Thanks,
Jerry Breon
Mooresville, NC 

PS: Like "Swanny" I, too, replace the furnished Tortoise actuator wire with a stiffer version (in my case, .032" stainless safety wire twisted to further stiffen and straighten it).

Tom Jones
 

John,  Like the John who responded I have also modified over 500 turnouts of all brands including over 100 fast-track turnouts to make them truely "DCC Friendly" . I use 26 gauge solid wire. I don't do any pre-preparing (is that a word?) of new turnouts but I use liquid flux that needs no cleanup. If I am doing a turnout pre-install to the layout I solder a wire around the hinge from the frog to the hinge as John mentioned and then I flip the turnout over and solder a wire from the stock rail to the "frog rail" Ometimes depending on manufacturer you need to cut out a bit of plastic to accomplish this. You can do this also if the turnout is already inplace with a little more work. The hinge wire remains the same but you need to make a small 90 degree bend in your wire and snake it under the stock rail and on to your frog rail. Solder and then wrap your wire to the outside of your stock rail in a small 90 degree bend and solder. Not as eligant but you now have a completely DCC ready turnout. CAVEAT: This assumes you have an isolated frog and are not using anything like the Peco Electrofrog turnout. My 2 cents...tj

John Bishop
 

Hi Tom,

Sounds like that will work fine -- and obviously does. 

My situation is a little different since I make my own switches, so there is no plastic do deal with, but electrically, we are both doing the same thing.  I do like the desoldering braid across the hinge because it is so flexible. I assume the liquid flux you use is the rosin in alcohol type, which I also like, and any cleanup can be done with alcohol on a Q-tip.   But as rule I find that is the rail is cleaned bright, then the flux- cored solder is fine by itself, even using steel rail.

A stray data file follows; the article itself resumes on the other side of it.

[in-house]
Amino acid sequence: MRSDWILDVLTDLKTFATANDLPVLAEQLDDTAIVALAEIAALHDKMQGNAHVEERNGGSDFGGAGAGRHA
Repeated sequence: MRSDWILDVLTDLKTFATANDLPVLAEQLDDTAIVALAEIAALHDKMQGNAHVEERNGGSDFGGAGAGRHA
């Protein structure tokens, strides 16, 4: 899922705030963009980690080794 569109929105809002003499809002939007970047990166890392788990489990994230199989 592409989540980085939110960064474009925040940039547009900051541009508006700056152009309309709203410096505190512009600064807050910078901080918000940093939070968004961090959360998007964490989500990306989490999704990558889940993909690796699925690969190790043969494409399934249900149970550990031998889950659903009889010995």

Again, I should qualify that I am in O scale, but using code .100 rail.

John B

On Saturday, March 2, 2019, 7:49:33 AM PST, Tom Jones <tomjones4884@...> wrote:


John,  Like the John who responded I have also modified over 500 turnouts of all brands including over 100 fast-track turnouts to make them truely "DCC Friendly" . I use 26 gauge solid wire. I don't do any pre-preparing (is that a word?) of new turnouts but I use liquid flux that needs no cleanup. If I am doing a turnout pre-install to the layout I solder a wire around the hinge from the frog to the hinge as John mentioned and then I flip the turnout over and solder a wire from the stock rail to the "frog rail" Ometimes depending on manufacturer you need to cut out a bit of plastic to accomplish this. You can do this also if the turnout is already inplace with a little more work. The hinge wire remains the same but you need to make a small 90 degree bend in your wire and snake it under the stock rail and on to your frog rail. Solder and then wrap your wire to the outside of your stock rail in a small 90 degree bend and solder. Not as eligant but you now have a completely DCC ready turnout. CAVEAT: This assumes you have an isolated frog and are not using anything like the Peco Electrofrog turnout. My 2 cents...tj